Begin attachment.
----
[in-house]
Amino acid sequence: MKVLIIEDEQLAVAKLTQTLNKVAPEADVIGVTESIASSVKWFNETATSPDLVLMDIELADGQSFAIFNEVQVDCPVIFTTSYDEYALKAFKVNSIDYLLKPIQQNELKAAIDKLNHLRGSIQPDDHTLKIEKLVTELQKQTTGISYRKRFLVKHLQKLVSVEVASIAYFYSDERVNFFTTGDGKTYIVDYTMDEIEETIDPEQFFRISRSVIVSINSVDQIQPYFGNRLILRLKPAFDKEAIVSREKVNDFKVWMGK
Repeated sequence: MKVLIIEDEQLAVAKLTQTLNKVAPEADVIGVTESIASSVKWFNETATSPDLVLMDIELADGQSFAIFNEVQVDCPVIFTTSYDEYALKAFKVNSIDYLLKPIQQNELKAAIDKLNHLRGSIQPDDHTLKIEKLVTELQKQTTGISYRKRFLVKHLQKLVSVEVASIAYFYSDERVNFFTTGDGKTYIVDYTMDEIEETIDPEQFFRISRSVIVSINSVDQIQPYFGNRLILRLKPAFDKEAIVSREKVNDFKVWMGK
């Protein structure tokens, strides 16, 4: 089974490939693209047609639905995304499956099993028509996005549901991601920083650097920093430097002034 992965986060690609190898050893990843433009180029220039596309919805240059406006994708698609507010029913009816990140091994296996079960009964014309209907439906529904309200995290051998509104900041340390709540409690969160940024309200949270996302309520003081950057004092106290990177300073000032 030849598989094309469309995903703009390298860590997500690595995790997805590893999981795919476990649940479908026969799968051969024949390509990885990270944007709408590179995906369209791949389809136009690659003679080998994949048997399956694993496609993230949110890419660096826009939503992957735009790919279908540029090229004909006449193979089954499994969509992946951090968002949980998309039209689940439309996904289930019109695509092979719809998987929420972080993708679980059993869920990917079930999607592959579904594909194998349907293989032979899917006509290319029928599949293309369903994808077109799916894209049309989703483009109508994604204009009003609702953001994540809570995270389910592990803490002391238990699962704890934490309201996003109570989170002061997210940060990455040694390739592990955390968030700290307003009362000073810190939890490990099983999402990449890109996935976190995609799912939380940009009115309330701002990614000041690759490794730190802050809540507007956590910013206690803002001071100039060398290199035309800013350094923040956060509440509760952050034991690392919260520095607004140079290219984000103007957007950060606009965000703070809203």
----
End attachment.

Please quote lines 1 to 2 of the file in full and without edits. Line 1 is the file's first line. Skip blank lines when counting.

[in-house]
Amino acid sequence: MKVLIIEDEQLAVAKLTQTLNKVAPEADVIGVTESIASSVKWFNETATSPDLVLMDIELADGQSFAIFNEVQVDCPVIFTTSYDEYALKAFKVNSIDYLLKPIQQNELKAAIDKLNHLRGSIQPDDHTLKIEKLVTELQKQTTGISYRKRFLVKHLQKLVSVEVASIAYFYSDERVNFFTTGDGKTYIVDYTMDEIEETIDPEQFFRISRSVIVSINSVDQIQPYFGNRLILRLKPAFDKEAIVSREKVNDFKVWMGK